Jantar Mantar

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This article is about the umbrella term Jantar Mantar found in four cities of India. For Jaipur monument, see Jantar Mantar (Jaipur).
Jantar Mantar in Jaipur, India.

The Jantar Mantar is an equinoctial sundial, consisting a gigantic triangular gnomon with the hypotenuse parallel to the Earth's axis. On either side of the gnomon is a quadrant of a circle, parallel to the plane of the equator. The instrument is intended to measure the time of day, correct to half a second and declination of the Sun and the other heavenly bodies.

There are four Jantar Mantar monuments in India, of which the largest is Jantar Mantar (Jaipur) which features many instruments along with the world's largest stone sundial.[1]

History[edit]

In the early 18th century, Maharaja Jai Singh II of Jaipur constructed five Jantar Mantars in total, in New Delhi, Jaipur, Ujjain, Mathura and Varanasi; they were completed between 1724 and 1735.

The jantars have evocative names like, Samrat Yantra, Jai Prakash, Ram Yantra and Niyati Chakra; each of which are used to for various astronomical calculations. The primary purpose of the observatory was to compile astronomical tables, and to predict the times and movements of the sun, moon and planets.[2]

The Sun Dial at the Vedh Shala in Ujjain.
Exciting Jantar Mantar 02

Name[edit]

The name "Jantar Mantar" is at least 200 years old, finding a mention in an account from 1803.[3] However, the archives of Jaipur State, such as accounts from 1735 and 1737–1738, do not use this name, referring to it simply as Jantra, which in the spoken language is corrupted to Jantar.[3] The word Jantra is derived from yantra, instrument, while the suffix Mantar is from the practice of adding a (usually meaningless) rhyming word for emphasis.[3] The words jantar and 'mantar (or yantra and mantra) in their colloquial meanings are also related, referring to magical diagrams and magical words respectively.[3] It has also been suggested that Jantar Mantar is derived from Yantra Mandira, but no evidence for this has been found.[3]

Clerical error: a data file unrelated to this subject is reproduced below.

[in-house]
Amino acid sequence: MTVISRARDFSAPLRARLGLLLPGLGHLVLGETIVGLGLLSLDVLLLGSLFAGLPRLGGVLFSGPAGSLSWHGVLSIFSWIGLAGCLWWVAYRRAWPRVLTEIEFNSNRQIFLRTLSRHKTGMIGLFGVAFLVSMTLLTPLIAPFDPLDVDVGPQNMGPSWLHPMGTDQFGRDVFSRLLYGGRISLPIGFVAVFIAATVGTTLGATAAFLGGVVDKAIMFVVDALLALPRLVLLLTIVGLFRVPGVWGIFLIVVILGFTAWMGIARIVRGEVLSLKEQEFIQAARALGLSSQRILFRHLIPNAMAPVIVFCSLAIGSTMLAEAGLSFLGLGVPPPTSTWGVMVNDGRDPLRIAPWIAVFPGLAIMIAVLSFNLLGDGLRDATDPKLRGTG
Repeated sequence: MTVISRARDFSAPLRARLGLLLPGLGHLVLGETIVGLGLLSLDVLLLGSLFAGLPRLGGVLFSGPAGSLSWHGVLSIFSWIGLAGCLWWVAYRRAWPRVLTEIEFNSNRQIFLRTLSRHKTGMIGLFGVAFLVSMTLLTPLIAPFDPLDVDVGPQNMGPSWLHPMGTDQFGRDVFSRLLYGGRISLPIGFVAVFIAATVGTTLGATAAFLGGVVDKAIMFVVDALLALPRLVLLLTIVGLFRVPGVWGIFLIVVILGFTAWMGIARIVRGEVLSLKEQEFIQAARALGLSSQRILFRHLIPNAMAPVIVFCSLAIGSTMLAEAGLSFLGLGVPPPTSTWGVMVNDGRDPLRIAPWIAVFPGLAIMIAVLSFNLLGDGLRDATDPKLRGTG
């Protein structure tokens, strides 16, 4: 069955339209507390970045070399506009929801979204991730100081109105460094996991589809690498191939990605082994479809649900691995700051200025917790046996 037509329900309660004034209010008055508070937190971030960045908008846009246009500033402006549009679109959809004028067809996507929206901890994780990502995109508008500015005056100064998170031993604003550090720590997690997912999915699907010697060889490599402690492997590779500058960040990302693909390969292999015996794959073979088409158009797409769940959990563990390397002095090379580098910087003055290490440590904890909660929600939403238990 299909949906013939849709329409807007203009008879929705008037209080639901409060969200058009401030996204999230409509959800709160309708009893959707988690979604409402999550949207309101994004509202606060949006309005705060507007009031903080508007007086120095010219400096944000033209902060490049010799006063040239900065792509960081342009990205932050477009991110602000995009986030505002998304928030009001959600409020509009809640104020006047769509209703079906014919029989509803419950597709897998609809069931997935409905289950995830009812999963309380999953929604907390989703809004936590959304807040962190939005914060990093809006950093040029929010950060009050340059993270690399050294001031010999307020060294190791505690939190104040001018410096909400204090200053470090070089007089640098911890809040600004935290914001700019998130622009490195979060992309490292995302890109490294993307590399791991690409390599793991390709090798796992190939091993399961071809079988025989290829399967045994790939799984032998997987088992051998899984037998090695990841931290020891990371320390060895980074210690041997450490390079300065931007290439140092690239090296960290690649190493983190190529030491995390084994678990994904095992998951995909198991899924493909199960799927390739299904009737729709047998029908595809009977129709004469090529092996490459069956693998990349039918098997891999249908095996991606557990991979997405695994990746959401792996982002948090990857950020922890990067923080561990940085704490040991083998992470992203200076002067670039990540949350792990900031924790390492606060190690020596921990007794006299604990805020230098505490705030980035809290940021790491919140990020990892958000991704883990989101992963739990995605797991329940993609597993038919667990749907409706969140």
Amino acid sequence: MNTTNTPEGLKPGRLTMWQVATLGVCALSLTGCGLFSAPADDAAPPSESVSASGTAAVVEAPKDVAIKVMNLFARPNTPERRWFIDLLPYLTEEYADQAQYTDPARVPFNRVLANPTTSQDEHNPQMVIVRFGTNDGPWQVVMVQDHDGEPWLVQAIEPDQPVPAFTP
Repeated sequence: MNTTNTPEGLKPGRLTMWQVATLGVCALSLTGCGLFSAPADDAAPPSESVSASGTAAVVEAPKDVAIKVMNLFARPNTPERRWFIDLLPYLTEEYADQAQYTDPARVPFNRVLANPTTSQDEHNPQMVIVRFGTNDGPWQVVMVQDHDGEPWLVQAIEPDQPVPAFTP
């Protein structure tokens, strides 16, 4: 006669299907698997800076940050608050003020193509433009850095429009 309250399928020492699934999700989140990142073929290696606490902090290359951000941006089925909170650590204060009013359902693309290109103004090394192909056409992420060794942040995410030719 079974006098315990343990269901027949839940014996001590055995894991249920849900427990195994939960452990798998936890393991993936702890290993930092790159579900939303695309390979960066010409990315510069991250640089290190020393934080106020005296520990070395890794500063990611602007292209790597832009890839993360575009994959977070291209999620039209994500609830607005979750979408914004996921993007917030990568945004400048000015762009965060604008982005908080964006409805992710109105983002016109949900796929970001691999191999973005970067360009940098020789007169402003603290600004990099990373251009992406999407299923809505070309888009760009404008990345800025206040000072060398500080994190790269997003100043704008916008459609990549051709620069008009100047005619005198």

See also[edit]

References[edit]

  1. ^ Smithsonian. Timelines of Science. Penguin. p. 136. ISBN 978-1465414342. 
  2. ^ Sankalp India Foundation. Jantart Mantar: Get lost in space! (2008-07-22).
  3. ^ a b c d e Sharma, V‌irendra Nath (1995), Sawai Jai Singh And His Astronomy, Motilal Banarsidass Publishers Pvt. Ltd., pp. 98–99 ‌, ISBN 81-208-1256-5 

External links[edit]


Coordinates: 26°55′28.45711″N 75°49′27.33″E / 26.9245714194°N 75.8242583°E / 26.9245714194; 75.8242583